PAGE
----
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Journal of Materials Science

, Volume 54, Issue 1, pp 693–704 | Cite as

Intracellular pathway of halloysite nanotubes: potential application for antitumor drug delivery

  • Haoyang Liu
  • Zhi-Gang Wang
  • Shu-Lin Liu
  • Xihui Yao
  • Yun Chen
  • Shirley Shen
  • Yu Wu
  • Weiqun Tian
Materials for life sciences
  • 122 Downloads

Abstract

Natural halloysite nanotubes (HNTs), with nanotubular structure, are attracting considerable attention in recent years. The hollow tubular structure allows HNTs to play an important role in drug delivery system as drug carriers. However, the wide applications of HNTs in biomedicine have been hampered by the lack of sufficient intracellular researches so far. In this study, we systemically investigated the transport mechanisms of HNTs in A549 living cells. The colocalization and inhibition experiments illustrated FITC-labeled HNTs were readily internalized into cells by both clathrin- and caveolae-dependent endocytosis, and the transport pathway of HNTs is an actin- and microtubule-associated process via Golgi apparatus and lysosome. Meanwhile, the cell cycle assay clarified that HNTs can prompt the intracellular transportation of gemcitabine and enhance the gemcitabine concentration in A549 tumor cells. Such elucidation of intracellular transport pathway of HNTs offers insights into the site-specific delivery and cellular internalization of HNTs, which provide a reasonable guidance for the design of novel drug delivery system.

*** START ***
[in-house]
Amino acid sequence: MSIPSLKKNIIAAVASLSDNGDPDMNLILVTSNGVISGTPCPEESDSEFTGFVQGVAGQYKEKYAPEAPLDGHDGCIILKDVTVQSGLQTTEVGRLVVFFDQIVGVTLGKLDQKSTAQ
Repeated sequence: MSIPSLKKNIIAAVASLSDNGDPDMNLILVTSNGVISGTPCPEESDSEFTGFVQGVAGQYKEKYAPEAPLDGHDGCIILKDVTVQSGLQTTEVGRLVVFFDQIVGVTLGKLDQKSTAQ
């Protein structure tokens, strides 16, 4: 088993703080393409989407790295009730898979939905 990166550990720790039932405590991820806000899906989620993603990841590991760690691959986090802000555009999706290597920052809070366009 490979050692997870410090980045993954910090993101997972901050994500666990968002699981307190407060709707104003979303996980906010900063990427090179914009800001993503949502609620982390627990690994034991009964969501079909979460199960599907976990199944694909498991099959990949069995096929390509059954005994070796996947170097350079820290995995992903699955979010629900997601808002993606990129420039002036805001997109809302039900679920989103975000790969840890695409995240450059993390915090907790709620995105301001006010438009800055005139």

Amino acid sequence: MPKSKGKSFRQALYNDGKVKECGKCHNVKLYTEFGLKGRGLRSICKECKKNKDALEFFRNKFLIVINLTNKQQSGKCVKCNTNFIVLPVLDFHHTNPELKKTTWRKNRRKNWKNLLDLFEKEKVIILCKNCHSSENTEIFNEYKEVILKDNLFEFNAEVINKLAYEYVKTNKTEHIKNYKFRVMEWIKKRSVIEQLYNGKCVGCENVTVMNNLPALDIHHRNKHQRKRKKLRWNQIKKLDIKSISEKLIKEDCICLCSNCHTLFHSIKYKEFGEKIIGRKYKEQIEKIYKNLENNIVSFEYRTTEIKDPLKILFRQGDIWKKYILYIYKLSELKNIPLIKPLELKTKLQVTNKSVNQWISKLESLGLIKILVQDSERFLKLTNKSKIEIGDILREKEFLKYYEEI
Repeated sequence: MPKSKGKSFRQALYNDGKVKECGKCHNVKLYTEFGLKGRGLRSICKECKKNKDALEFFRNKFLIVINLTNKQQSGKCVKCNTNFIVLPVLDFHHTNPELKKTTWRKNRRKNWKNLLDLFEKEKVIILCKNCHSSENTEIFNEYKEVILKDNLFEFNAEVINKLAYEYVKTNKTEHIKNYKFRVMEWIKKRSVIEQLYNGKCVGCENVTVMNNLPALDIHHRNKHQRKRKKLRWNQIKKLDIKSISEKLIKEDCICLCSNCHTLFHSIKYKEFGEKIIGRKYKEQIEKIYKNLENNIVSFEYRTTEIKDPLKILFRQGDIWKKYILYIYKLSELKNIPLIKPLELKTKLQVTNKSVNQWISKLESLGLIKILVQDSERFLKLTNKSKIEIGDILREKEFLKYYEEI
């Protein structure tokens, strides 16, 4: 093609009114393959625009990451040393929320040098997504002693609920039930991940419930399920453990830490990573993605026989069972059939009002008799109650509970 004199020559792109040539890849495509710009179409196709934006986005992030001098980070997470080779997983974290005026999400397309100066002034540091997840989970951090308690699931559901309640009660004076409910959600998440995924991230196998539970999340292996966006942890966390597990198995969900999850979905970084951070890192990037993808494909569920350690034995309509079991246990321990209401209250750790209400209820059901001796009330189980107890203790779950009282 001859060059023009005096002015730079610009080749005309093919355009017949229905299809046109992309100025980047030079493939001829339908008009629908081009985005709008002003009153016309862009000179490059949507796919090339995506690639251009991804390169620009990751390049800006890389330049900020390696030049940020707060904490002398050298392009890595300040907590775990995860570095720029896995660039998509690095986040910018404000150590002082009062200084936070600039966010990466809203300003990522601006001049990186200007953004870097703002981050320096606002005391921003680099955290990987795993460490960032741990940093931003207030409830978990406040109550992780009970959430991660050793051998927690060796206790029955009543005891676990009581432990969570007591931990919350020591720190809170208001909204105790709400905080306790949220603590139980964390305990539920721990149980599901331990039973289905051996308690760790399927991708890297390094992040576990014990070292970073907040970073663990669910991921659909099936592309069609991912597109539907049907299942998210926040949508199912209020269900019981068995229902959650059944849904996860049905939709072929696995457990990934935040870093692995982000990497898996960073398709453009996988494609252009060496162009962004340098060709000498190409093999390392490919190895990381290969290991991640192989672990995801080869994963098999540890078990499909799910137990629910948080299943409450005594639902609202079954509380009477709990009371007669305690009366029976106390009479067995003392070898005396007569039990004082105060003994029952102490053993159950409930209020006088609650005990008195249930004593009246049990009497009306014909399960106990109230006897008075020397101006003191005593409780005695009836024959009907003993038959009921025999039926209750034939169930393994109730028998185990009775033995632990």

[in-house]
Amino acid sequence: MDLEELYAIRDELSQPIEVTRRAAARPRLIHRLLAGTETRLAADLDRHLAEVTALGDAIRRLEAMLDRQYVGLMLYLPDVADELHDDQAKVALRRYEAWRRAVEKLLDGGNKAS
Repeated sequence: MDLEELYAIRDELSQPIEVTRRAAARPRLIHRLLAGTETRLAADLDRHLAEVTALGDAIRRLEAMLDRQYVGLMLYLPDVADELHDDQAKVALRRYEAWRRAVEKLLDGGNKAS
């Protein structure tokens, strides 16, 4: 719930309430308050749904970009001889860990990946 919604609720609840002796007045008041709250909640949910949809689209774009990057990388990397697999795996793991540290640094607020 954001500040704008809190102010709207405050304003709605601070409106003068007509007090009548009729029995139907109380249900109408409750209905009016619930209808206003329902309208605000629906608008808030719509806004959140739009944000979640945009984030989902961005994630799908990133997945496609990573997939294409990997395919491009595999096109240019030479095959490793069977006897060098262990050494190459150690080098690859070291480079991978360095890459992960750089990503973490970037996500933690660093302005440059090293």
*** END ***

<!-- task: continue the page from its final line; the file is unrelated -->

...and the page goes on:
Notes

Acknowledgements

This work was supported by China Scholarship Council (No.201208420587). The authors would also like to thank Prof. Daiwen Pang at Wuhan University for technical help with confocal microscopy and Dr. Matthew Glen and Dr. Lynne Waddington at CSIRO in Australia for technical assistance on SEM and TEM.

Compliance with ethical standards

Conflict of interest

The authors declare no conflict of interests.

Supplementary material

10853_2018_2775_MOESM1_ESM.doc (22.6 mb)
Supplementary material 1 (DOC 23099 kb)

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Copyright information

© Springer Science+Business Media, LLC, part of Springer Nature 2018

Authors and Affiliations

  1. 1.Department of Biomedical Engineering, School of Basic Medical SciencesWuhan UniversityWuhanChina
  2. 2.CSIRO ManufacturingClayton, MelbourneAustralia

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